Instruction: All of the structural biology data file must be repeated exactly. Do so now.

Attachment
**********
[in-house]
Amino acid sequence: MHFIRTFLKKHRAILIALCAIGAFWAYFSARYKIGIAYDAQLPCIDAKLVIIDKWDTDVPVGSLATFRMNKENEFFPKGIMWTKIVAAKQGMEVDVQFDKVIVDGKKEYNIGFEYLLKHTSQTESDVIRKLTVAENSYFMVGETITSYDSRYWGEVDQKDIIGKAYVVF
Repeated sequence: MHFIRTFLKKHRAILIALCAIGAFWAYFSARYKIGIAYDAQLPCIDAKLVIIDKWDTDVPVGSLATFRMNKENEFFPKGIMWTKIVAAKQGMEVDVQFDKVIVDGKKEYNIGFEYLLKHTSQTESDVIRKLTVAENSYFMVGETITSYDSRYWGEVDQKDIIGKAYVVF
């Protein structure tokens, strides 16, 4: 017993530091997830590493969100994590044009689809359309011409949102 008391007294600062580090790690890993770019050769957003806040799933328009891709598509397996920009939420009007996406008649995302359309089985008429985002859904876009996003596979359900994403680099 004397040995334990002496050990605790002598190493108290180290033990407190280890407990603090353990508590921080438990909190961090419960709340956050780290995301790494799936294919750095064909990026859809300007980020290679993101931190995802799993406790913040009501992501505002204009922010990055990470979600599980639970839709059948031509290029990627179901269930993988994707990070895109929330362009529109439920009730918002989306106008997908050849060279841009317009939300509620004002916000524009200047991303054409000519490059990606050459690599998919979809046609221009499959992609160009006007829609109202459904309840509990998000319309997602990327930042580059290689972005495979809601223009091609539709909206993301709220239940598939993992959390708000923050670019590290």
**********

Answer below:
[in-house]
Amino acid sequence: MHFIRTFLKKHRAILIALCAIGAFWAYFSARYKIGIAYDAQLPCIDAKLVIIDKWDTDVPVGSLATFRMNKENEFFPKGIMWTKIVAAKQGMEVDVQFDKVIVDGKKEYNIGFEYLLKHTSQTESDVIRKLTVAENSYFMVGETITSYDSRYWGEVDQKDIIGKAYVVF
Repeated sequence: MHFIRTFLKKHRAILIALCAIGAFWAYFSARYKIGIAYDAQLPCIDAKLVIIDKWDTDVPVGSLATFRMNKENEFFPKGIMWTKIVAAKQGMEVDVQFDKVIVDGKKEYNIGFEYLLKHTSQTESDVIRKLTVAENSYFMVGETITSYDSRYWGEVDQKDIIGKAYVVF
């Protein structure tokens, strides 16, 4: 017993530091997830590493969100994590044009689809359309011409949102 008391007294600062580090790690890993770019050769957003806040799933328009891709598509397996920009939420009007996406008649995302359309089985008429985002859904876009996003596979359900994403680099 004397040995334990002496050990605790002598190493108290180290033990407190280890407990603090353990508590921080438990909190961090419960709340956050780290995301790494799936294919750095064909990026859809300007980020290679993101931190995802799993406790913040009501992501505002204009922010990055990470979600599980639970839709059948031509290029990627179901269930993988994707990070895109929330362009529109439920009730918002989306106008997908050849060279841009317009939300509620004002916000524009200047991303054409000519490059990606050459690599998919979809046609221009499959992609160009006007829609109202459904309840509990998000319309997602990327930042580059290689972005495979809601223009091609539709909206993301709220239940598939993992959390708000923050670019590290």